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The difference between 'Don't do something' and 'Not do something'

For example, as following scene:

A: I want to buy toy?

B: Don't buy toy!

Could I just say not buy toy?

There are any difference between those two sentences? And can I use one replace the other?

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Don't (do not) do something is an imperative. It is a complete sentence. You are telling someone what they should not do.

Not do something is a sentence fragment. It is not a full sentence. You need more information. Is a person currently not doing something? Are they doing something they should not be doing, or are they not doing something they should be doing? Is it not possible for them to do the thing? And so on.

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  • If I don't want a stuff, I just say not it, and don't need to say it isn't it, likewise, not interested and I am not interested. are these all grammar analogous?
    – yixuan
    Apr 2 at 15:02
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    @yixuan If someone offers you something and you don't want it, I am not interested is a correct response. Not interested is not proper written English but it's an understandable shortening of I am not interested and is fine in spoken English. Not it and it isn't it make no sense in this context, written or spoken.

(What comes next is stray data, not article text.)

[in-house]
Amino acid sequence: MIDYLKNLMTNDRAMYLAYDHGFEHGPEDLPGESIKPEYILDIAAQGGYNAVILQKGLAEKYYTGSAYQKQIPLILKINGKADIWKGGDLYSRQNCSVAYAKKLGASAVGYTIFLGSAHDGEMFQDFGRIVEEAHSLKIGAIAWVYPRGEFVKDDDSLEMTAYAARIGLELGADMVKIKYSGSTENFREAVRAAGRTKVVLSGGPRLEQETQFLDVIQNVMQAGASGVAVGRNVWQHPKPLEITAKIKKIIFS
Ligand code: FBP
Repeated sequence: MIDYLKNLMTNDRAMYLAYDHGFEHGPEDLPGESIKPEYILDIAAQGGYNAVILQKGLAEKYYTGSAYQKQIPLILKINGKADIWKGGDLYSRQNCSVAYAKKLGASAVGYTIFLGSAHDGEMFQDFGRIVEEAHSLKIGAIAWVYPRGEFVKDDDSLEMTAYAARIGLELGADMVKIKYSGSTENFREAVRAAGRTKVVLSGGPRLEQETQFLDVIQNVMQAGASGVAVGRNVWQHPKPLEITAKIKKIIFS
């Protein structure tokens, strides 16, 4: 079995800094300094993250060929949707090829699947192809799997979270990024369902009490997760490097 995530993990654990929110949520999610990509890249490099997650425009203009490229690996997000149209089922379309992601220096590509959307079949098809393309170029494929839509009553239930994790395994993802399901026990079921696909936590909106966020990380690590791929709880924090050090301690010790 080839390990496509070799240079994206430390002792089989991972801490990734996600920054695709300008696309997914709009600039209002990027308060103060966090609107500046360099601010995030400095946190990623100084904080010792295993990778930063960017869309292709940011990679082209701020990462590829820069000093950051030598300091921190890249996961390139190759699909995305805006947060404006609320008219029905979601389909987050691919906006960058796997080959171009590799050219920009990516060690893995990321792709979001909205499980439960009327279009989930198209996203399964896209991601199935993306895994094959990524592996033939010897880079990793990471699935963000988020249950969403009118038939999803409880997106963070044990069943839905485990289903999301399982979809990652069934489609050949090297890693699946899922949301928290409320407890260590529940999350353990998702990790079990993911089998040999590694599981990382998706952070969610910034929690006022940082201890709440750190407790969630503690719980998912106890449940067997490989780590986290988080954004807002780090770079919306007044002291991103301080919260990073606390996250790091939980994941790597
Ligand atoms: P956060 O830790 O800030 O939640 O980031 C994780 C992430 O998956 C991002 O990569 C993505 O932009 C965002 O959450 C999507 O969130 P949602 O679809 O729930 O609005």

– randomhead
    Apr 2 at 15:26
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Q. The difference between 'Don't do something' and 'Not do something'

First lets put both these sentences into BASIC English.

'Don't do something' = Do not (to) do something

'Not do something' = Not (to) do something

Do not do something in this case, I believe the FIRST "do" which is an auxiliary verb is added to emphasis the point of "not doing". However it is commonly used with another verb to form questions and negative sentences.

do auxiliary verb (FOR EMPHASIS)[ + infinitive without to ] used to give extra force to the main verb:C.E.D. It is also used with another verb to form questions and negative sentences, including negative orders.

The second "do" of "do something" is a full verb used meaning to perform, take part in, or achieve something

The verb do can be both an auxiliary and a full verb. As an auxiliary we use do in negative sentences and questions for most verbs

So we have a short, stand-a-lone, emphasised negative command. A sentence that forms a command is known as an imperative sentence.

The imperative mood is one of the four main verb moods in the English language. As opposed to verb tenses, which indicate time, moods indicate states. The imperative mood indicates the state of commanding.Grammarly

** Obviously the phrase not do something has the same meaning as in the first sentence (but without the emphasis) However, it must be used in context it does not work as a stand alone statement. It also may or may not form an imperative sentence.

Answer. Therefore the two examples are not interchangeable and the second cannot be used as a stand-a-lone sentence. Finally the mood of the phrase may or may not be the same depending on context.

I will not do the washing today, as they have forecast rain later.

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